Machine learning could transform medicine. Should we let it?

Machine learning could transform medicine. Should we let it?

Machine learning could transform medicine. Should we let it?

Machine learning is starting to take over analyzing medical images. But AI tools also raise worrying questions because they solve problems in ways that humans can’t always follow.

In clinics around the world, a type of artificial intelligence called deep learning is starting to supplement or replace humans in common tasks such as analyzing medical images. Already, at Massachusetts General Hospital in Boston, “every one of the 50,000 screening mammograms we do every year is processed through our deep learning model, and that information is provided to the radiologist,” says Constance Lehman, chief of the hospital’s breast imaging division.

In deep learning, a subset of a type of artificial intelligence called machine learning, computer models essentially teach themselves to make predictions from large sets of data. The raw power of the technology has improved dramatically in recent years, and it’s now used in everything from medical diagnostics to online shopping to autonomous vehicles.

But deep learning tools also raise worrying questions because they solve problems in ways that humans can’t always follow. If the connection between the data you feed into the model and the output it delivers is inscrutable—hidden inside a so-called black box—how can it be trusted? Among researchers, there’s a growing call to clarify how deep learning tools make decisions—and a debate over what such interpretability might demand and when it’s truly needed. The stakes are particularly high in medicine, where lives will be on the line.

DEEP LEARNING TOOLS ALSO RAISE WORRYING QUESTIONS BECAUSE THEY SOLVE PROBLEMS IN WAYS THAT HUMANS CAN’T ALWAYS FOLLOW.

Still, the potential benefits are clear. In Mass General’s mammography program, for instance, the current deep learning model helps detect dense breast tissue, a risk factor for cancer. And Lehman and Regina Barzilay, a computer scientist at the Massachusetts Institute of Technology, have created another deep learning model to predict a woman’s risk of developing breast cancer over five years—a crucial component of planning her care. In a 2019 retrospective study of mammograms from about 40,000 women, the researchers found the deep learning system substantially outperformed the current gold-standard approach on a test set of about 4,000 of these women. Now undergoing further testing, the new model may enter routine clinical practice at the hospital.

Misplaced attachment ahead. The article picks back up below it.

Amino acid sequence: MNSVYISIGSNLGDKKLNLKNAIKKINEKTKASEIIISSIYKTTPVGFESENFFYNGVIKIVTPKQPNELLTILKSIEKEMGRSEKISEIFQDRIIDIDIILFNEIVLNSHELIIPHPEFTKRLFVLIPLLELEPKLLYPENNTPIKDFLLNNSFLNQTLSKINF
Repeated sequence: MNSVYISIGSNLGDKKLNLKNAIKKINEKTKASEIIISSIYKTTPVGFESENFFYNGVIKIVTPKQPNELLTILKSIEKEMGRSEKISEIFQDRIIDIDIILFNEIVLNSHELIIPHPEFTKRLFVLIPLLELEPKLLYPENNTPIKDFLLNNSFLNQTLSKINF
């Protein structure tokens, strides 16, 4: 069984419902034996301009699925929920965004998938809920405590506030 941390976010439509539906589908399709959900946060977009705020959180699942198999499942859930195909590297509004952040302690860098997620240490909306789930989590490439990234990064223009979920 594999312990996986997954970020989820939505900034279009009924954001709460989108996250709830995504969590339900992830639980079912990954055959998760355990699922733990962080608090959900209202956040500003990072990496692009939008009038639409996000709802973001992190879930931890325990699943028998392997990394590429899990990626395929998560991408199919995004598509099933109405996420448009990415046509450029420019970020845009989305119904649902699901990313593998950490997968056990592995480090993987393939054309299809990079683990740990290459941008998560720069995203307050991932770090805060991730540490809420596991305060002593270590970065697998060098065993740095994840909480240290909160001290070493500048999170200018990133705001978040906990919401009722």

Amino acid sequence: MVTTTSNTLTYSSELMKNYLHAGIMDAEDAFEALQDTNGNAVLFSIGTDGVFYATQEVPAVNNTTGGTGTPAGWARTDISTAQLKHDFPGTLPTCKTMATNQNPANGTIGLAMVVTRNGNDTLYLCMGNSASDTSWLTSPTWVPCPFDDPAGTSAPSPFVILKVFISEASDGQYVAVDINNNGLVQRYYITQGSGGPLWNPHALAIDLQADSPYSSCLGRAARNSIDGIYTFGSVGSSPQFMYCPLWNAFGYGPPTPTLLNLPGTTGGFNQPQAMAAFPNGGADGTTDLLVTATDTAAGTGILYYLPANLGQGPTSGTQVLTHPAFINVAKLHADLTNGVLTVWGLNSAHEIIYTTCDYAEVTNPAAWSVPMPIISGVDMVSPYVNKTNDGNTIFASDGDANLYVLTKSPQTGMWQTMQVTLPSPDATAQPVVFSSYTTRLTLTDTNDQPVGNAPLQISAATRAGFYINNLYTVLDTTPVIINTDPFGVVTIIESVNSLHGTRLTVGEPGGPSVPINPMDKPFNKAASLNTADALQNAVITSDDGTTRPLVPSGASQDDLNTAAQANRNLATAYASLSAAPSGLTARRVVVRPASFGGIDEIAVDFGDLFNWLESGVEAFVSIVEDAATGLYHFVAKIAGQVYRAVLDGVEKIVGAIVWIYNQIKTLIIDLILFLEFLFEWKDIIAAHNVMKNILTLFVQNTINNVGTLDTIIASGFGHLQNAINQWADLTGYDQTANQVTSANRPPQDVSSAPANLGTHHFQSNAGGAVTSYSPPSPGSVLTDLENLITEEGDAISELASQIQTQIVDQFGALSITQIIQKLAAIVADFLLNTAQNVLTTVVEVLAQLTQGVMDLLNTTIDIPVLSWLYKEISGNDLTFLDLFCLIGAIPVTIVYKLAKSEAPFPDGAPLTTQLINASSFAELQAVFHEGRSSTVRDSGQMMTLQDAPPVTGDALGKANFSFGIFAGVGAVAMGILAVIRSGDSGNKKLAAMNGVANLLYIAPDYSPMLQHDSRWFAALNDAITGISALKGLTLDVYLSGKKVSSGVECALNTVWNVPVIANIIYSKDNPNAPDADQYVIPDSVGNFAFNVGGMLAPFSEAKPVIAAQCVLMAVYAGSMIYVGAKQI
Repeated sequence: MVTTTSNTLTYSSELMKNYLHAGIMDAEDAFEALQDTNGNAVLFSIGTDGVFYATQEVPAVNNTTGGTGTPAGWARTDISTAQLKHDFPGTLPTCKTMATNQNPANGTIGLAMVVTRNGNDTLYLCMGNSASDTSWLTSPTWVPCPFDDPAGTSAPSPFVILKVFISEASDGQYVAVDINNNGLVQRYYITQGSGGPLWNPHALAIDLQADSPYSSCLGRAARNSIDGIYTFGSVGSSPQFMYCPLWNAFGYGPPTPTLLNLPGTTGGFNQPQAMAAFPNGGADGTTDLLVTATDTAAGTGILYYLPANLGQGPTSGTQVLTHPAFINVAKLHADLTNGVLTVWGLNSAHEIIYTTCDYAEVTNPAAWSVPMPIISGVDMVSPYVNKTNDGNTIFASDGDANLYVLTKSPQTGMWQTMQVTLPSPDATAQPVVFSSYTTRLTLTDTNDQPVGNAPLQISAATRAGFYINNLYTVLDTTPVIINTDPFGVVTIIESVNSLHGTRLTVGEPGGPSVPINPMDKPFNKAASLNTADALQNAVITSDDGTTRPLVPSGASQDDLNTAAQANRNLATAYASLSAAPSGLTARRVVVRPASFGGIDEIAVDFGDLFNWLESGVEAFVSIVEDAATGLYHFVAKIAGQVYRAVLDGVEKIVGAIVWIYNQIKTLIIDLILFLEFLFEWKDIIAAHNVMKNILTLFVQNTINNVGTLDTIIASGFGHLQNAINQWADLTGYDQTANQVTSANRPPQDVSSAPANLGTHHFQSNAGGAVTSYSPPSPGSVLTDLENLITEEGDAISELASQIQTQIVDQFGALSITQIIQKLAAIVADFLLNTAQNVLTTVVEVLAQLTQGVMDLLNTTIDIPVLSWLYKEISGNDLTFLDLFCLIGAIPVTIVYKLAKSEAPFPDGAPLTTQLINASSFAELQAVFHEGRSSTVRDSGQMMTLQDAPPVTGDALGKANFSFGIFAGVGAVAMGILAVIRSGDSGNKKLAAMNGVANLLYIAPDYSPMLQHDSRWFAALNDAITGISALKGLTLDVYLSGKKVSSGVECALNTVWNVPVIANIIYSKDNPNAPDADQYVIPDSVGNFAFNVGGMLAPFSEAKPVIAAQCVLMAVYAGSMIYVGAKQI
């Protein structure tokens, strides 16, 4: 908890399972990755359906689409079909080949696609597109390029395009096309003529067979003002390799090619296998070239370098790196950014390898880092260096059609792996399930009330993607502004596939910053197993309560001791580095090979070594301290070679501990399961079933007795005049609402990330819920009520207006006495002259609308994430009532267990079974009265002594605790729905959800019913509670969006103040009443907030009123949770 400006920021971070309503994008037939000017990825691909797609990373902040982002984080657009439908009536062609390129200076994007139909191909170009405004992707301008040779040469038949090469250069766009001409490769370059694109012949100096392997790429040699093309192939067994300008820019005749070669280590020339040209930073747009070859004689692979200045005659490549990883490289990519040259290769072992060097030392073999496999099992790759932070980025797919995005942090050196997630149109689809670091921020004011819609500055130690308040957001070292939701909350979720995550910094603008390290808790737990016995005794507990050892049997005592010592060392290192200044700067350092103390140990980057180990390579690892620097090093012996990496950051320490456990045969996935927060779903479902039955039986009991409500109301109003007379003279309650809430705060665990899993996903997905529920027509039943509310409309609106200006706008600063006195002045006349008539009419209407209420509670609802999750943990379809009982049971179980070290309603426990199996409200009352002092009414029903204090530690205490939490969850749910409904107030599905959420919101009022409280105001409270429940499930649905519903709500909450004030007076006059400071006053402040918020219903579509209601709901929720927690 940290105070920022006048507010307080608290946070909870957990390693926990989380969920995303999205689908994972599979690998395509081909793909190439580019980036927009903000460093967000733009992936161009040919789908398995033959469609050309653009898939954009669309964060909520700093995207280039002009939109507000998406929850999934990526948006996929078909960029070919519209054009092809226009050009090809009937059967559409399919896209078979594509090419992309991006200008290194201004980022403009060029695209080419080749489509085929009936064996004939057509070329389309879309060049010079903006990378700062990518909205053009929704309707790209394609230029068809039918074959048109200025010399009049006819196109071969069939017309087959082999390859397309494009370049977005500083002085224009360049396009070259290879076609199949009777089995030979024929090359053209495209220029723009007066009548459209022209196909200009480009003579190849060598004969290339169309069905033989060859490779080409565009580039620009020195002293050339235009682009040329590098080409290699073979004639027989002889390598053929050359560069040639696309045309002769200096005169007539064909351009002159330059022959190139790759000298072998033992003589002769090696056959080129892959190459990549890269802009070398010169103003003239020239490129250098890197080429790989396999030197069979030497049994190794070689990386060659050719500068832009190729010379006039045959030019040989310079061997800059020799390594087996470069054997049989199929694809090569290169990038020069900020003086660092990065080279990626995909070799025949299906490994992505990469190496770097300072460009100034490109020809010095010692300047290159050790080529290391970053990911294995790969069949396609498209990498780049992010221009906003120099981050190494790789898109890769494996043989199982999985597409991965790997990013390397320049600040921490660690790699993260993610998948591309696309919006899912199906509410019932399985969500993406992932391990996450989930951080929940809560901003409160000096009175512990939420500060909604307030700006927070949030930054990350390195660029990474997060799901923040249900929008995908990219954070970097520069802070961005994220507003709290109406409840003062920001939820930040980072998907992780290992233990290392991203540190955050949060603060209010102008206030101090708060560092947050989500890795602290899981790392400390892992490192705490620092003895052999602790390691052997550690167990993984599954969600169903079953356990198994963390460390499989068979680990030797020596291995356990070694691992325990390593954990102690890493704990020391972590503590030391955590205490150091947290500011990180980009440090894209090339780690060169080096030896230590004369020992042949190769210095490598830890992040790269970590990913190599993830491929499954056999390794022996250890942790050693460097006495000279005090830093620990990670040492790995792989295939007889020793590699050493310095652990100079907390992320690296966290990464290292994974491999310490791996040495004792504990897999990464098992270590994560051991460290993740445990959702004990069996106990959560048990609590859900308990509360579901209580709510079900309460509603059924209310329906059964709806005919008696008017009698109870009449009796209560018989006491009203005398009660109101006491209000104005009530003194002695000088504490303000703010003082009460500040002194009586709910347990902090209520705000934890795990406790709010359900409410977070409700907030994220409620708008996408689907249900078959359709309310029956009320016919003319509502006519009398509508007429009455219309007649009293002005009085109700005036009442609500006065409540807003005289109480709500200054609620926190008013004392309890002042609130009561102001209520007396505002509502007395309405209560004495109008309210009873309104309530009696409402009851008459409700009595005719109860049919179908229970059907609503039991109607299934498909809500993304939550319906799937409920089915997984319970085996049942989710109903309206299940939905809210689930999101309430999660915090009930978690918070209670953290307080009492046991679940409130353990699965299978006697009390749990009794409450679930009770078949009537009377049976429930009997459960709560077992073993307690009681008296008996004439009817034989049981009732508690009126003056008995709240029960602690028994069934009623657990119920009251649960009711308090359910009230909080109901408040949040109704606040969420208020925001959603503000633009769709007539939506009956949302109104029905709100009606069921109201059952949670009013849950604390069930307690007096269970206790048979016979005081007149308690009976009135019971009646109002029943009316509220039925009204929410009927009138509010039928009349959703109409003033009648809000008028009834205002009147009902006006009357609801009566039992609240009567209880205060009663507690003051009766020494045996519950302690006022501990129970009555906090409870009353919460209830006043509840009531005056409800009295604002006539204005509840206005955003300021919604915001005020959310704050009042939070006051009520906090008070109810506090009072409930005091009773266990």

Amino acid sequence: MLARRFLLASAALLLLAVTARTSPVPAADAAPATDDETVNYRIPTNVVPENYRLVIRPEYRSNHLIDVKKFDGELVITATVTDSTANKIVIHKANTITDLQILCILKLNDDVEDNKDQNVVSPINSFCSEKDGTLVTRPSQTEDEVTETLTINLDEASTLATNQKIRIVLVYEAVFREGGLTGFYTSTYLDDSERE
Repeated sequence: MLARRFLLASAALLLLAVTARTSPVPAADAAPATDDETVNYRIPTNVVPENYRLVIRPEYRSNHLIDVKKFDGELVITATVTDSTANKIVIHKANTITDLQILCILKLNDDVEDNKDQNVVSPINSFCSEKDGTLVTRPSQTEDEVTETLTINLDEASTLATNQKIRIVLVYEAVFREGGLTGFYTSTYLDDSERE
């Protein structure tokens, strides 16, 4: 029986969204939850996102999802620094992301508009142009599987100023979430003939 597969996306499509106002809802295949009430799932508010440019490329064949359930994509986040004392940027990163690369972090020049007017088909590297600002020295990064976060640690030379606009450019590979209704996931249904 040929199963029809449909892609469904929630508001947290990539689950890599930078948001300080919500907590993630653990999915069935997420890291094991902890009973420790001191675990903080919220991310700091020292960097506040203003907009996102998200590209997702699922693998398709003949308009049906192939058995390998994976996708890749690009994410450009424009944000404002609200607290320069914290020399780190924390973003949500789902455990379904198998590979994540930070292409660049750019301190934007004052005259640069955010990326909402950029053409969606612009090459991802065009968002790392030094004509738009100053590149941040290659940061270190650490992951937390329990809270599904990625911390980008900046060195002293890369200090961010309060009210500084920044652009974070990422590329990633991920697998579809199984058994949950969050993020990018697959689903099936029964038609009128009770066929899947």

As for the debate about whether humans can really understand deep learning systems, Barzilay sits firmly in the camp that it’s possible. She calls the black box problem “a myth.”

One part of the myth, she says, is that deep learning systems can’t explain their results. But “there are lots of methods in machine language that allow you to interpret the results,” she says. Another part of the myth, in her opinion, is that doctors have to understand how the system makes its decision in order to use it. But medicine is crammed with advanced technologies that work in ways that clinicians really don’t understand—for instance, the magnetic resonance imaging (MRI) that gathers the mammography data to begin with.

That doesn’t answer the concerns of all physicians. Many machine learning tools are still black boxes “that render verdicts without any accompanying justification,” notes a group of physicians and researchers in a recent paper in BMJ Clinical Research. “Many think that, as a new technology, the burden of proof is on machine learning to account for its predictions,” the paper’s authors continue. “If doctors do not understand why the algorithm made a diagnosis, then why should patients trust the recommended course of treatment?”

And among computer scientists who study machine learning, “this discussion of interpretability has gone completely off the rails,” says Zachary Lipton, a computer scientist at Carnegie Mellon University. Often, models offered for interpretability simply don’t work well, he says, and there’s confusion about what the systems actually deliver.

“We have people in the field who are able to turn the crank but don’t actually know what they’re doing,” he adds, “and don’t actually understand the foundational underpinnings of what they’re doing.”

This article originally appeared on fastcompany.com To read the full article and see the images, click here.

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